The Asian population is known to have a significantly higher risk of developing diabetes and its related complications as predicted by IDF projections.1 It makes it very important from a public health point of view to identify high-risk individuals at an early stage. The HbA1c test has been used successfully in community settings.22 A national health survey in New Zealand in 2008–2009 used HbA1c to identify high-risk individuals with diabetes and prediabetes.23 A study in Japan revealed that a combination of tests including FBG and HbA1c yields more diabetes cases compared with any of these tests alone.24
WHO experts have accepted HbA1c as a diagnostic tool provided quality assurance tests are in place and there are no conditions present, which preclude its accurate measurement. The New Zealand Society for the study of diabetes and the Australian Diabetes Society have already endorsed HbA1c as a test for the diagnosis of diabetes.25 26 Recently, a prevalence study done in Korea concluded that FBG testing results in underestimation of diabetes and prediabetes.27 This study suggested the use of standardised HbA1c as a diagnostic tool for diagnosis of type 2 diabetes.
We found that HbA1c had a good sensitivity and specificity level for diagnoses of diabetes compared with the OGTT. HbA1c has the advantage of being a simple test and less time-consuming, making it an ideal test for community surveys in our populations. In Pakistan, as there is no effective primary care (general/family practice) structure most of the population does not undergo primary screening for diabetes. Sometimes as the diagnosis is not made, people may present to tertiary care with complications.
Thus, there is a strong case for applying HbA1c for screening purposes in the community setting. There will always be an argument about the cost of the test and whether this to be used for screening purposes. However, particularly those at social disadvantage need to undergo screening to improve the diagnosis and timely treatment of diabetes.28 Early diagnosis will also reduce diabetes-related complications.
Strengths and limitations
Our study has the strength that we carried out HbA1c on all participants and OGTT on a subsample. Furthermore, this is the largest ever national prevalence study of type 2 diabetes mellitus from Pakistan and the first community-based national study to use HbA1c as the diagnostic tool.
Limitations are the relatively low number (n=1027) of 75 g OGTT. Nevertheless, the specificity and sensitivity of HbA1c versus OGTT was good. We had to exclude 16% of recruited participants because of anaemia.
The central Government of Pakistan developed and agreed on non-communicable diseases (NCD) National Action Plan including diabetes; however, it was never implemented. After the 18th Amendment in the constitution of Pakistan in 2010, provinces are responsible for making and implementing their own health policies and the role of central Government is limited to coordination among the different provinces.29 There is a dire need that based on the agreed NCD National Action Plan each province should build their capacity for implementing it at both primary and secondary level. Pakistan is a signatory to the Sustainable Development Goals 2030 document, which outlines among its goals, increasing access to universal health coverage, increasing coverage of health insurance programme and adopting a family medicine approach. When implemented, these will be major steps towards prevention and control of diabetes and all NCD.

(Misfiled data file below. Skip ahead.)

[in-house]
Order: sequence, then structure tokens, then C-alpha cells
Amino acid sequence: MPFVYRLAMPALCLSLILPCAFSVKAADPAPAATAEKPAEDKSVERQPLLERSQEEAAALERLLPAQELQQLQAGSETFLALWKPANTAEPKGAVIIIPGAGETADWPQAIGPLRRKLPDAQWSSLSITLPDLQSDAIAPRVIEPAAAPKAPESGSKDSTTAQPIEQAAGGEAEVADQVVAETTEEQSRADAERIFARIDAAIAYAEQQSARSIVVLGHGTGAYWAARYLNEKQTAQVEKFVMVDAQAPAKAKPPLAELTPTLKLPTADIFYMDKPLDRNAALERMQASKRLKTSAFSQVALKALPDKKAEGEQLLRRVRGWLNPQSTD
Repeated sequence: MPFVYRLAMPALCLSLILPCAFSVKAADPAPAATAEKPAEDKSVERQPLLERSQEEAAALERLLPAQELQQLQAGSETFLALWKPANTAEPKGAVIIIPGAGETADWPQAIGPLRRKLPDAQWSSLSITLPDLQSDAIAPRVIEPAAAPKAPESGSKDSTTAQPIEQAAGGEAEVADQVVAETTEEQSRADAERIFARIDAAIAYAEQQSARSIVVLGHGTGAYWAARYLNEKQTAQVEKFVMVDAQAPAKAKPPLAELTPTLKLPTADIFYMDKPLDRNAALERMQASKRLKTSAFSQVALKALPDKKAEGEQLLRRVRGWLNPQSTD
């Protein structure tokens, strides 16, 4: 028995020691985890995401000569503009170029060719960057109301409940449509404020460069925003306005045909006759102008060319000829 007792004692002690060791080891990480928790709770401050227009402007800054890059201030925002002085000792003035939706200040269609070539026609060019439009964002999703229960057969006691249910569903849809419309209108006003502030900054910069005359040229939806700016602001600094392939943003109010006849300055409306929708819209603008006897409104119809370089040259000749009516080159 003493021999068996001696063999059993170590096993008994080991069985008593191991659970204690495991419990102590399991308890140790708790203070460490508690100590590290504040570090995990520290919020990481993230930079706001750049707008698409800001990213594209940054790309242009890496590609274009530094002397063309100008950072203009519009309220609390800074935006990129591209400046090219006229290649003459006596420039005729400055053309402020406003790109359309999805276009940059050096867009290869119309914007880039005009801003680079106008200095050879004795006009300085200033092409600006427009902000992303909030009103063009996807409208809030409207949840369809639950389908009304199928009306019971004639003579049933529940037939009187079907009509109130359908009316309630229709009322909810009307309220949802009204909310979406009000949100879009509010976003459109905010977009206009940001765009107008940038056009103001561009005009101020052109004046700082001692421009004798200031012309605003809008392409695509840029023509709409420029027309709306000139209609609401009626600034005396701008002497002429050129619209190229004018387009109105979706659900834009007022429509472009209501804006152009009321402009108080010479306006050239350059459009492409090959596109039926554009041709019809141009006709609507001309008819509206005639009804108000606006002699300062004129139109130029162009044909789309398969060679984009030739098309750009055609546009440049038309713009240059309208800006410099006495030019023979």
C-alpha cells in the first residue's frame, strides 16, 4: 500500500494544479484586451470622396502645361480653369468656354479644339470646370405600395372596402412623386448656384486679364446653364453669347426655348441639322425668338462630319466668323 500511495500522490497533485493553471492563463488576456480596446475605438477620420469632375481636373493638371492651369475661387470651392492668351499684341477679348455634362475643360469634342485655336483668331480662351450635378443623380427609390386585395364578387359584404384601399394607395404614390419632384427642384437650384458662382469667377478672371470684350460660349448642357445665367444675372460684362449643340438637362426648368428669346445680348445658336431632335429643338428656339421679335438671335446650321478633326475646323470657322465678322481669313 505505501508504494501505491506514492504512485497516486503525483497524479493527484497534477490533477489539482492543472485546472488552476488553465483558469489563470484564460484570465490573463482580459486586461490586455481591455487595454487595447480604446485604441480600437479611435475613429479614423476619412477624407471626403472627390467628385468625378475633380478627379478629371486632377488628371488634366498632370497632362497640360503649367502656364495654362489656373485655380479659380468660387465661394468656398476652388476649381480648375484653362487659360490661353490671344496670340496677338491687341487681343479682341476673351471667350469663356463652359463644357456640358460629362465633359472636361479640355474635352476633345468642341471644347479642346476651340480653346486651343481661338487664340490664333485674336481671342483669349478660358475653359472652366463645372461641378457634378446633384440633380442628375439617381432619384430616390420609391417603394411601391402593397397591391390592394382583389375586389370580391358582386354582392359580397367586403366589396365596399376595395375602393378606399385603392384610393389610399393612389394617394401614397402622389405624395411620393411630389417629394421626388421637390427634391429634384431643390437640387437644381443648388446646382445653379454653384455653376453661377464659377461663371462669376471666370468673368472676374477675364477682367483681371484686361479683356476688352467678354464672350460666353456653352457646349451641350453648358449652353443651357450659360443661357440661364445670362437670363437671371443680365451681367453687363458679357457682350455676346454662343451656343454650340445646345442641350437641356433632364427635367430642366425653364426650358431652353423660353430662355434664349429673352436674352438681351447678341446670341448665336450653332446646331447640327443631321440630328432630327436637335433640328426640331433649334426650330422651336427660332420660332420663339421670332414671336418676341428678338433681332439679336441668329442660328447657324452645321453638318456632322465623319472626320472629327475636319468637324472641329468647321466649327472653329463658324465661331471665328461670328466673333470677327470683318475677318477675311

This national diabetes prevalence study is the first one in the region using HbA1c identified a huge population of type 2 diabetes and prediabetes group. The prevalence of type 2 diabetes and prediabetes is much higher than previously thought in Pakistan. Comprehensive strategies need to be developed to incorporate screening, prevention and treatment of type 2 diabetes at community level. Those who are obese, with no formal education, older, family history of diabetes and hypertensive merit close attention and timely intervention.
HbA1c is an applicable test in community settings in middle-income and low-income countries and it has a good correlation with 2-hour OGTT. Our findings have the potential to influence policy in middle-income and low-income countries and induce a shift towards the prevention and control of NCD.
The authors would like to thank Khyber Pakhtunkhwa Government of Pakistan and field staff for supporting the survey, the Pakistan Endocrine Society for technical and logistic support. The authors would also like to thank The Institute of Public Health, Professor Dr Zia and his team particularly Dr Basharat Hussain Shah at Khyber Medical University for statistical support and the University of Manchester for help in data analysis and in reviewing the manuscript.
Contributors AHA, ZU-H conceived the study. AHA, SM, FQ, AS, AJ, OI, AR, IA, HA collected the data. ZJ, NS studied design and data monitoring. ZUH, AHA, SF, AH conducted the analysis and wrote the manuscript. All authors reviewed the manuscript. AHA and ZU-H contributed equally.
Funding The authors have not declared a specific grant for this research from any funding agency in the public, commercial or not-for-profit sectors.
Competing interests None declared.
Ethics approval The ethical approval was granted from the Khyber Medical University ethical board (DIR/KMU-EB/SP/000395).
Provenance and peer review Not commissioned; externally peer reviewed.
Data sharing statement Data generated by our research that supports our article will be made available as soon as possible.
Patient consent for publication Not required.